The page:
A First Date in a Chain Bookstore with Death Cab for Cutie
All images by Chris Bethell
I don’t know about you, but when I’m looking to impress a date, I like to take them to my favourite, unknown corners of London so they can see how *lowers glasses* cool and unique I really am. Cocktails at an unknown rooftop bar, perhaps; or a stroll along a secluded pathway lined with sweet little stores. You know. Real London.
So obviously, when my very important date with Seattle’s best-loved indie rockers Death Cab for Cutie (scheduled on the day of their sold-out Meltdown Festival show, which they were asked personally to play by The Cure’s Robert Smith) came a-calling, I had to pull out all the stops. The band’s Ben Gibbard and Dave Depper sent a request to go book shopping, so I dove into my mental Filofax to dig out the best darling independent stores and limited print run sellers. Eventually, I settled on one of the most romantic places I know: a little spot called... Kensington High Street Waterstones. Maybe you’ve heard of it? [Ed note: Waterstones is essentially the British Barnes & Noble; Kensington High Street is a west London thoroughfare where rich people go to shop.]
Waterstones actually proved pretty well stocked, and Ben and Dave were both able to find something they were into. Afterwards, I quizzed them about their purchases, the band’s seemingly always fated friendship with Smith, and the literary influences on their upcoming ninth record, Thank You For Today, out next Friday 17 August.
Noisey: First thing’s first: how does being asked by Robert Smith to play a show work? Does he just get on top of a building and send the bat signal?
Ben: Yeah, it’s a big mascara-covered eye. He just sings the intro of "Pictures of You."
Did he send a personal email?
Yeah, I think there was like, a forum-y email to a lot of people he was asking to play. But then our manager wrote back to say thank you and that we were trying to make it work, because obviously coming over from the States with a full band and crew is expensive, and we needed to figure out if we could add a couple of other shows, and make it not lose money. So then I emailed back saying, “Thank you so much, this is really cool,” not expecting to hear anything back, and all of a sudden: now we’re pen pals.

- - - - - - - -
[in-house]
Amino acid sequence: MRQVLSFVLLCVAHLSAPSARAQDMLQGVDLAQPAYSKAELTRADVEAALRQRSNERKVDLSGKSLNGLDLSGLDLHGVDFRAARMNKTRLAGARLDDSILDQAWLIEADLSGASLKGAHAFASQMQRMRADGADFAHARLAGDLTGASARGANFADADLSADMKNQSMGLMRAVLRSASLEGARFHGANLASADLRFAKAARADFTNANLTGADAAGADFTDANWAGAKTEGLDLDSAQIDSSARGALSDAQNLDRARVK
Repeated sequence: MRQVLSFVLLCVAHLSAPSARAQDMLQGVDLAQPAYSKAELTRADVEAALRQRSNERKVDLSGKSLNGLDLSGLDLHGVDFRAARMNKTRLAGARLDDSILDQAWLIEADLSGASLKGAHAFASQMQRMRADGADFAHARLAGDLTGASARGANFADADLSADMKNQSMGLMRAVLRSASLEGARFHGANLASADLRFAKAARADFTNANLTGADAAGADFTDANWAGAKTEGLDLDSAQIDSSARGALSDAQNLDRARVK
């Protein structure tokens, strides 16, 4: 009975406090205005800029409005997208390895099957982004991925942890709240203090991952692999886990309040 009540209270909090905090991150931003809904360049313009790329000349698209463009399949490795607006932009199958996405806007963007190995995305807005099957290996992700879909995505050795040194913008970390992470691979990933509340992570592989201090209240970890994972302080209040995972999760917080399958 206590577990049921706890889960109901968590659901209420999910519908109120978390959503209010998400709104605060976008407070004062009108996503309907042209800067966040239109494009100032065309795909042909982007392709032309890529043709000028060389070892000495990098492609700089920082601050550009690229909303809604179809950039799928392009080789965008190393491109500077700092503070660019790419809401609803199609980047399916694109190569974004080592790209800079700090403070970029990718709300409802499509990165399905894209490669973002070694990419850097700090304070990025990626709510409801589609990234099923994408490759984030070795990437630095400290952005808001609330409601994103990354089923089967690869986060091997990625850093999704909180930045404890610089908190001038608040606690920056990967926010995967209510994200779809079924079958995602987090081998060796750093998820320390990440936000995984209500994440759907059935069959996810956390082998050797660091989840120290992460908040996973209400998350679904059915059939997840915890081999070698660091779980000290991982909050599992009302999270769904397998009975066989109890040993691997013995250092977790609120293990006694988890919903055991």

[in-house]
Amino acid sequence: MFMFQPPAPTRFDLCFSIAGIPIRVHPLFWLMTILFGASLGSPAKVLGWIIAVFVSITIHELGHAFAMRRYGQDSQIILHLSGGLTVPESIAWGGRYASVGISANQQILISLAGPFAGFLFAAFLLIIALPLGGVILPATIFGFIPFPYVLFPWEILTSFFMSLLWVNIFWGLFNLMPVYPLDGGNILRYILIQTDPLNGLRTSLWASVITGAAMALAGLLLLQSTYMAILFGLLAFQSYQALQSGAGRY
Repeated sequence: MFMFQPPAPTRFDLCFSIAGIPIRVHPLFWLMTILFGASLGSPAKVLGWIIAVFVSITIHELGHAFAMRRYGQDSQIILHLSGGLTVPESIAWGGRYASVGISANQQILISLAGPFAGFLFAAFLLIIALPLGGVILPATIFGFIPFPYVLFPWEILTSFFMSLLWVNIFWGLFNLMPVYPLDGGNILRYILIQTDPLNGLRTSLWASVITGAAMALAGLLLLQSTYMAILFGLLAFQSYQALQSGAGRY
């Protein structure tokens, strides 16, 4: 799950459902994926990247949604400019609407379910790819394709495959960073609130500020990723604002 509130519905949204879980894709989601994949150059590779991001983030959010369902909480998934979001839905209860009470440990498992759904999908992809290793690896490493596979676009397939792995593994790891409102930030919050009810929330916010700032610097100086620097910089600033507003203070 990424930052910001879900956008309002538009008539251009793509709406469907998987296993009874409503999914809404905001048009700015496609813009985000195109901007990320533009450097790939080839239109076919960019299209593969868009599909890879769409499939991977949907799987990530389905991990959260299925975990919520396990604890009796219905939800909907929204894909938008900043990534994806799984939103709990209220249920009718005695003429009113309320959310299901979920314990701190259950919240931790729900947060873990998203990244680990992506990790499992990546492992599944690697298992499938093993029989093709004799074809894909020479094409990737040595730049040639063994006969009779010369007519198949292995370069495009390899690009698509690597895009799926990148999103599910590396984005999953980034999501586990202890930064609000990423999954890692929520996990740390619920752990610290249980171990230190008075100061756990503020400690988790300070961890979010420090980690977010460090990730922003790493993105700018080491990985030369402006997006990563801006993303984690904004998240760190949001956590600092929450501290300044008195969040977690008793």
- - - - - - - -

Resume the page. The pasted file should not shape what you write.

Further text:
Oh my god.
I mean, we don’t talk about what we had for breakfast, but it was really kind of—"Oh, he’s a real guy who really likes music." Whether or not he’s at the show tonight or whatever, it’s irrelevant. To have one of your idols not only know you exist but to invite you to participate in something they’re doing is amazing.
And it’s cool that so many albums in that sort of thing is still happening, right?
Oh my god, yeah.
Dave: I hope he’s at the show tonight, personally.
So do I! I’ve never been to the Meltdown event before – I wonder if he has a special curator’s box, or like, a throne.
Ben: Right? Like Statler and Waldorf in the Muppets, he’s just up there heckling.
Dave: I’m super excited about the Meltdown thing because I actually lived in London during the summer of 2002 for a Study Abroad thing, and it was the year David Bowie curated. So there were David Bowie’s Meltdown posters everywhere, and I couldn’t afford to go to it, and I walked by the Southbank Centre the night he played all of the Low album apparently. And it’s just something I’ve always thought about since then, so it’s a dream come true to be playing it.
Tell me about the books you guys got today.
I got Dancing in the Dark by Karl Ove Knausgaard. It’s funny: over here, they have different titles, but in the original Norwegian I think it’s called My Struggle parts one through to six. This is part four.
Ben: I always think he could have called it something other than My Struggle. I think that title’s been taken?
Dave: I think that was his point. He’s being a bit of a rabble-rouser.
That sounds really cool. So you’ve been reading the rest of the series and couldn’t stay away?
Yeah, which is bizarre because they’re kind of about nothing. You usually read an autobiography because the author has done something that you care about and you’re interested in learning more about them. But this guy is just writing about his life and I don’t know anything about him. He just has a very interesting perspective on the world, and I don’t agree with him a lot of the time, but he helps me understand the world through that lens.
Right. What else did you guys get?
While Ben was looking unsuccessfully for the new Can bio, I picked up Future Days by David Stubbs basically on Ben’s recommendation. It’s about Krautrock, which is some of my favourite music ever made in the world, and I know a large part, I think, of the individual stories involved, but I’ve yet to read a comprehensive summation.
Well here we go. I think it’s helpful to have a book contextualise a genre in its history.
Ben: This period of music is my favourite period of rock and roll. Post ‘50s, ‘60s, in Germany there was no youth culture, and I just love how defiant these musicians were about following the footsteps of American and British artists. They had no interest in it whatsoever, and the music that came out of this era was just so much more interesting.
Dave: There was no antecedent.
Do you guys find yourselves reading a lot of music books in general?
It’s kinda like comfort food for me.